On Sunday, Rand Paul presented his view of same-sex “marriage.” It’s just fine as a matter of contract between two people, and he’s still willing to use the term “marriage” to describe it.
“I see no reason why, if the marriage contract conveys certain things, that if you want to marry another woman, that you can do that and have a contract. But the thing is, is the religious connotation of marriage that has been going on for thousands of years, I still want to preserve that.
“You probably could have both. You could have both traditional marriage, which I believe in, and then you could also have the neutrality of the law that allows people to have contracts with another.” (Emphasis mine.)
This highlights Paul’s fundamental dilemma: he wants to be both a libertarian and a conservative on marriage, but it’s impossible. Everyone must choose.
A strict libertarian view of “marriage” is that there really should be no such thing. Folks ought to have the freedom to wander in and out of relationships as they please and call them whatever they want along the way. That, of course, is not liberty at all, but sexual anarchy which leaves abandoned partners and vulnerable children shredded without mercy.
This sober reality may be why Paul wants to limit the damage somewhat by using a “contract” as a form of restraint.
But the fundamental, inescapable problem from a socially conservative standpoint is that such a contract still gives state-sanctioned approval to conduct which is immoral, unnatural and unhealthy. This is something no sane society should do.
We would not legitimize any other form of contract which binds people together to do morally unlawful things. For instance, a “contract” entered into by two members of the mafia to split up a numbers racket would be immoral and unenforceable and useless as a defense in court.
More to the point, the second highest risk factor for HIV/AIDS (after men-having-sex-with-men) is intravenous drug use. Rand Paul’s formula is exactly like saying injection drug abuse is legal and permissible and A-OK as long as two people shoot each other up by contract. No, the behavior itself is the problem, and no rational society should ever give its official sanction or recognition to behavior that destroys those who indulge in it.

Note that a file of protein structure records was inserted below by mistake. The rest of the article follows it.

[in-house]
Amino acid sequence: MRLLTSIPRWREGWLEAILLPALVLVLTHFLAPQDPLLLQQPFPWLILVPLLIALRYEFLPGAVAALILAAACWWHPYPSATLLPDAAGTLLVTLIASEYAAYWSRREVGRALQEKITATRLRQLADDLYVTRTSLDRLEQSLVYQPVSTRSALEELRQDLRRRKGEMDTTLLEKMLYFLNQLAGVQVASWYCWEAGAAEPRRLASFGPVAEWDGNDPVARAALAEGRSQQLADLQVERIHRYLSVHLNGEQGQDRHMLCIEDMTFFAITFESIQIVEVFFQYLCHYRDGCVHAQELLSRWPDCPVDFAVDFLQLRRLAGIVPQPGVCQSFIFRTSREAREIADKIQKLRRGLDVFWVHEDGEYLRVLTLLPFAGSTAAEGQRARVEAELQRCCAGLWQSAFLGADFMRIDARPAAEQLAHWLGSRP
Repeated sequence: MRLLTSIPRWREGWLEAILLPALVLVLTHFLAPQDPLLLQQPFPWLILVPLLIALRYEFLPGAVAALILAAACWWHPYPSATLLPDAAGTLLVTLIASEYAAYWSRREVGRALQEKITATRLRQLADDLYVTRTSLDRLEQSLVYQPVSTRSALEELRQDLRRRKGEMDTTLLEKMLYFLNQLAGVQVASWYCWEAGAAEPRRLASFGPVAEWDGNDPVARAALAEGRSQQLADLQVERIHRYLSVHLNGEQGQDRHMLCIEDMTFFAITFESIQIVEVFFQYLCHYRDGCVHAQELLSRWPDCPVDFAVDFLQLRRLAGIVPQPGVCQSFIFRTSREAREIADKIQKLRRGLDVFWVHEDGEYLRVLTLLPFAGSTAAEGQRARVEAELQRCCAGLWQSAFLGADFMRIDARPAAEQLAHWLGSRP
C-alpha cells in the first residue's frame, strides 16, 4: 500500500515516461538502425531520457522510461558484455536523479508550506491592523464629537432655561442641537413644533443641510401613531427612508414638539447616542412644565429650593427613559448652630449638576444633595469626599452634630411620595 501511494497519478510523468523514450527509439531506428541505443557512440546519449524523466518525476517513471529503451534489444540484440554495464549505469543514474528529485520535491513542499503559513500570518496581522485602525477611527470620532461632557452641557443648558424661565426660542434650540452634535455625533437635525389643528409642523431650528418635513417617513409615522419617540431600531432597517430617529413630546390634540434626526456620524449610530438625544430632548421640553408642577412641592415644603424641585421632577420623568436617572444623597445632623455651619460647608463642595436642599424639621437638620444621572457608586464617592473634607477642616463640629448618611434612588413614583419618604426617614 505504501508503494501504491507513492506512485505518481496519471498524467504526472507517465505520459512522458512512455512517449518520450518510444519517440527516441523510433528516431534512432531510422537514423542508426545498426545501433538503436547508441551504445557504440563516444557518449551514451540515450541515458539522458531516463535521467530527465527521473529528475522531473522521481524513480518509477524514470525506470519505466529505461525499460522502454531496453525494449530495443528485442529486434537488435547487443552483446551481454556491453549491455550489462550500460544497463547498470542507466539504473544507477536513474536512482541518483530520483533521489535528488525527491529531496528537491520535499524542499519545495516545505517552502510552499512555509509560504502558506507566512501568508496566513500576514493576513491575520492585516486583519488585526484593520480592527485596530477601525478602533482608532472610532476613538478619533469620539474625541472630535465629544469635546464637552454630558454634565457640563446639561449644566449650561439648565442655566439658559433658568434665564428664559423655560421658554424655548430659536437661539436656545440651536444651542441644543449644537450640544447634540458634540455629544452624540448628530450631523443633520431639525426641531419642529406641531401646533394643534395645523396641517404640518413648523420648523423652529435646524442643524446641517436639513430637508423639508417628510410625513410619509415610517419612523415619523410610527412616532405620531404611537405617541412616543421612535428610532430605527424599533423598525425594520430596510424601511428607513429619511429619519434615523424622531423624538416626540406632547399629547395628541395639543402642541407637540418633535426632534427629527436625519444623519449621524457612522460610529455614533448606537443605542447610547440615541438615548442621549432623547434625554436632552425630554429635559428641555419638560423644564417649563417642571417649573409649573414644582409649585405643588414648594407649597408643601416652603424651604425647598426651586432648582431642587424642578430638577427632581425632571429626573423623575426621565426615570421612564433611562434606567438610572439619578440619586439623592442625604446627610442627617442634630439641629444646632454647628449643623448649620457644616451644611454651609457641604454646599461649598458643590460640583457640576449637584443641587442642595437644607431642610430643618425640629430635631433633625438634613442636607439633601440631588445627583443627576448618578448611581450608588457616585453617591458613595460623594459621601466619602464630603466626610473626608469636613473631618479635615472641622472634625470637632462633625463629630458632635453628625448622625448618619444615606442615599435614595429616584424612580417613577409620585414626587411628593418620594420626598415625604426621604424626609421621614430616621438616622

The conservative view of marriage, on the other hand, is quite simple and straightforward. There is such a thing, it has been created and designed by God, it is the union of one man and one woman, and it is the sole legitimate relationship for sexual expression. Period.
The same-sex “marriages” Paul envisions would be pseudo-marriages, not even pale imitations of the real thing. Sen. Paul has achieved the remarkable unhappy medium of leaving everybody disappointed and confused. He offers no one enough to satisfy them, and offers everyone enough to agitate them. It’s a non-starter as a form of public policy, it’s difficult to explain, and it’s not going to persuade social conservatives to support him.
Like the Israelites of Elijah’s day, Rand Paul is “limping between two opinions.” It didn’t work then and it won’t work today. On marriage, those of us on the right side of the political spectrum must choose between a libertarian view and a conservative view. By landing squarely in no-man’s land, Rand Paul has chosen poorly.
(Unless otherwise noted, the opinions expressed are the author’s and do not necessarily reflect the views of the American Family Association or American Family Radio.)